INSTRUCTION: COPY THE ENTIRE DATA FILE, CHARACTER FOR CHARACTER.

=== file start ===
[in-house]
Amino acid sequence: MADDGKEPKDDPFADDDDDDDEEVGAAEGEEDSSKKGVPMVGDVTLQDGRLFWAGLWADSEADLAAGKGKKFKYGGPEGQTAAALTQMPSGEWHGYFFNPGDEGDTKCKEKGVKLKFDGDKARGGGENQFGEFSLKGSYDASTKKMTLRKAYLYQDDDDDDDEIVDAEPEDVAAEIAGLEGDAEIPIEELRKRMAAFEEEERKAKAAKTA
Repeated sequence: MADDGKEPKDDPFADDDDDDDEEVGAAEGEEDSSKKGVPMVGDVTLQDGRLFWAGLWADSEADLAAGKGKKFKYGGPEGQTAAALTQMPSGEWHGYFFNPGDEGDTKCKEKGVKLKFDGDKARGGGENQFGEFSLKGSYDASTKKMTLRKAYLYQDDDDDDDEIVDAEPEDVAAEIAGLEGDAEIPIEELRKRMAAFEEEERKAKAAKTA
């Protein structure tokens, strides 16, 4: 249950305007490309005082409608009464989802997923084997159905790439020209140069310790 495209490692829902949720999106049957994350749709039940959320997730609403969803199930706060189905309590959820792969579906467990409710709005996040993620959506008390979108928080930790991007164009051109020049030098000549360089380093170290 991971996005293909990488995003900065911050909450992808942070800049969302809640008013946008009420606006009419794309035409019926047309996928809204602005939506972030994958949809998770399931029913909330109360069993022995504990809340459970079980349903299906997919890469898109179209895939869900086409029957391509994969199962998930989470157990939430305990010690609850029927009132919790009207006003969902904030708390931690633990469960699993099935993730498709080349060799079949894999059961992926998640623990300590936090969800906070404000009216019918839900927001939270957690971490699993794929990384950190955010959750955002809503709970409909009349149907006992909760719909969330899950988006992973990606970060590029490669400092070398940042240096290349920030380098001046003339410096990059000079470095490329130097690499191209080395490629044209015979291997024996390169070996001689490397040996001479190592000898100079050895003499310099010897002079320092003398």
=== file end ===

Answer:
[in-house]
Amino acid sequence: MADDGKEPKDDPFADDDDDDDEEVGAAEGEEDSSKKGVPMVGDVTLQDGRLFWAGLWADSEADLAAGKGKKFKYGGPEGQTAAALTQMPSGEWHGYFFNPGDEGDTKCKEKGVKLKFDGDKARGGGENQFGEFSLKGSYDASTKKMTLRKAYLYQDDDDDDDEIVDAEPEDVAAEIAGLEGDAEIPIEELRKRMAAFEEEERKAKAAKTA
Repeated sequence: MADDGKEPKDDPFADDDDDDDEEVGAAEGEEDSSKKGVPMVGDVTLQDGRLFWAGLWADSEADLAAGKGKKFKYGGPEGQTAAALTQMPSGEWHGYFFNPGDEGDTKCKEKGVKLKFDGDKARGGGENQFGEFSLKGSYDASTKKMTLRKAYLYQDDDDDDDEIVDAEPEDVAAEIAGLEGDAEIPIEELRKRMAAFEEEERKAKAAKTA
């Protein structure tokens, strides 16, 4: 249950305007490309005082409608009464989802997923084997159905790439020209140069310790 495209490692829902949720999106049957994350749709039940959320997730609403969803199930706060189905309590959820792969579906467990409710709005996040993620959506008390979108928080930790991007164009051109020049030098000549360089380093170290 991971996005293909990488995003900065911050909450992808942070800049969302809640008013946008009420606006009419794309035409019926047309996928809204602005939506972030994958949809998770399931029913909330109360069993022995504990809340459970079980349903299906997919890469898109179209895939869900086409029957391509994969199962998930989470157990939430305990010690609850029927009132919790009207006003969902904030708390931690633990469960699993099935993730498709080349060799079949894999059961992926998640623990300590936090969800906070404000009216019918839900927001939270957690971490699993794929990384950190955010959750955002809503709970409909009349149907006992909760719909969330899950988006992973990606970060590029490669400092070398940042240096290349920030380098001046003339410096990059000079470095490329130097690499191209080395490629044209015979291997024996390169070996001689490397040996001479190592000898100079050895003499310099010897002079320092003398």